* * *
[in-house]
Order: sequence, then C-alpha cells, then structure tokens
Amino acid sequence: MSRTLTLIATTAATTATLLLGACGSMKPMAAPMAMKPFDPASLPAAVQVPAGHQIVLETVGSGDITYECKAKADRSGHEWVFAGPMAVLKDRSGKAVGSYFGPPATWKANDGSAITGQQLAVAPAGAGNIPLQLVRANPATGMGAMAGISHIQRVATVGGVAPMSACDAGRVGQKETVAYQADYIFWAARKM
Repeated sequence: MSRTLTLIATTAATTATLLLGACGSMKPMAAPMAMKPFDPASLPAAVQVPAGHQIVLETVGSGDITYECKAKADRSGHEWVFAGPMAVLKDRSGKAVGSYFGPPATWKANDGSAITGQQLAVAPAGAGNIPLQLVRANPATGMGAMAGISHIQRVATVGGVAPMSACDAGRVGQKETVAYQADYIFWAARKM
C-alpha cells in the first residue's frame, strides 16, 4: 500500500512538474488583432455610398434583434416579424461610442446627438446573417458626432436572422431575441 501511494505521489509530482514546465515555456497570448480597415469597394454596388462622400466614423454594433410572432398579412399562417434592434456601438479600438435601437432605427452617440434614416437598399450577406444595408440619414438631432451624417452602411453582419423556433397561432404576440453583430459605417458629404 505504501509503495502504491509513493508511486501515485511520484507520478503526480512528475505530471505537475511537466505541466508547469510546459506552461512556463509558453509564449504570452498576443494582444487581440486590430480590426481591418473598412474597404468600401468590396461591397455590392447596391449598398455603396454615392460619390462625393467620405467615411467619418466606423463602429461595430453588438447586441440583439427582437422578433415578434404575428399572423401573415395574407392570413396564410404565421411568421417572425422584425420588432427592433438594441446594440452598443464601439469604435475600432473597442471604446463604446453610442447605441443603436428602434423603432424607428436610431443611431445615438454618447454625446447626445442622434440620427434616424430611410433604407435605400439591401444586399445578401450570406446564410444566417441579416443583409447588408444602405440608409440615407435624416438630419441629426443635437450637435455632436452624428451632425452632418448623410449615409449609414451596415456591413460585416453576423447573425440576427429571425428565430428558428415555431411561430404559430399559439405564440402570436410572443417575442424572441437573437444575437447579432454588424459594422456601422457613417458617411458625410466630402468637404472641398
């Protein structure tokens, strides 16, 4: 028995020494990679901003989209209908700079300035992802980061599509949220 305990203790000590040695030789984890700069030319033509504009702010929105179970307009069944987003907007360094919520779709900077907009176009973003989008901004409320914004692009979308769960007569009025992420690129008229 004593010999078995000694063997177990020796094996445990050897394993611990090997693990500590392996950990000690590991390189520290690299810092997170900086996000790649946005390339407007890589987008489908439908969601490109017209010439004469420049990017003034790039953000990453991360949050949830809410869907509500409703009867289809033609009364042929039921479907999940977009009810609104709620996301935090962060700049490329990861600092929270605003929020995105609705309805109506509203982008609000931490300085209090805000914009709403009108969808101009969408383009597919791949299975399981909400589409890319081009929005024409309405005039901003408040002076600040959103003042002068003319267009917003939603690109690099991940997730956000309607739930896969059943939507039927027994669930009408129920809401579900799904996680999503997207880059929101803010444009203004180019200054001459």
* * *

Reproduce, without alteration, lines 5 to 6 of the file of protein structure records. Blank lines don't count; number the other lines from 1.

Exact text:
C-alpha cells in the first residue's frame, strides 16, 4: 500500500512538474488583432455610398434583434416579424461610442446627438446573417458626432436572422431575441 501511494505521489509530482514546465515555456497570448480597415469597394454596388462622400466614423454594433410572432398579412399562417434592434456601438479600438435601437432605427452617440434614416437598399450577406444595408440619414438631432451624417452602411453582419423556433397561432404576440453583430459605417458629404 505504501509503495502504491509513493508511486501515485511520484507520478503526480512528475505530471505537475511537466505541466508547469510546459506552461512556463509558453509564449504570452498576443494582444487581440486590430480590426481591418473598412474597404468600401468590396461591397455590392447596391449598398455603396454615392460619390462625393467620405467615411467619418466606423463602429461595430453588438447586441440583439427582437422578433415578434404575428399572423401573415395574407392570413396564410404565421411568421417572425422584425420588432427592433438594441446594440452598443464601439469604435475600432473597442471604446463604446453610442447605441443603436428602434423603432424607428436610431443611431445615438454618447454625446447626445442622434440620427434616424430611410433604407435605400439591401444586399445578401450570406446564410444566417441579416443583409447588408444602405440608409440615407435624416438630419441629426443635437450637435455632436452624428451632425452632418448623410449615409449609414451596415456591413460585416453576423447573425440576427429571425428565430428558428415555431411561430404559430399559439405564440402570436410572443417575442424572441437573437444575437447579432454588424459594422456601422457613417458617411458625410466630402468637404472641398
């Protein structure tokens, strides 16, 4: 028995020494990679901003989209209908700079300035992802980061599509949220 305990203790000590040695030789984890700069030319033509504009702010929105179970307009069944987003907007360094919520779709900077907009176009973003989008901004409320914004692009979308769960007569009025992420690129008229 004593010999078995000694063997177990020796094996445990050897394993611990090997693990500590392996950990000690590991390189520290690299810092997170900086996000790649946005390339407007890589987008489908439908969601490109017209010439004469420049990017003034790039953000990453991360949050949830809410869907509500409703009867289809033609009364042929039921479907999940977009009810609104709620996301935090962060700049490329990861600092929270605003929020995105609705309805109506509203982008609000931490300085209090805000914009709403009108969808101009969408383009597919791949299975399981909400589409890319081009929005024409309405005039901003408040002076600040959103003042002068003319267009917003939603690109690099991940997730956000309607739930896969059943939507039927027994669930009408129920809401579900799904996680999503997207880059929101803010444009203004180019200054001459």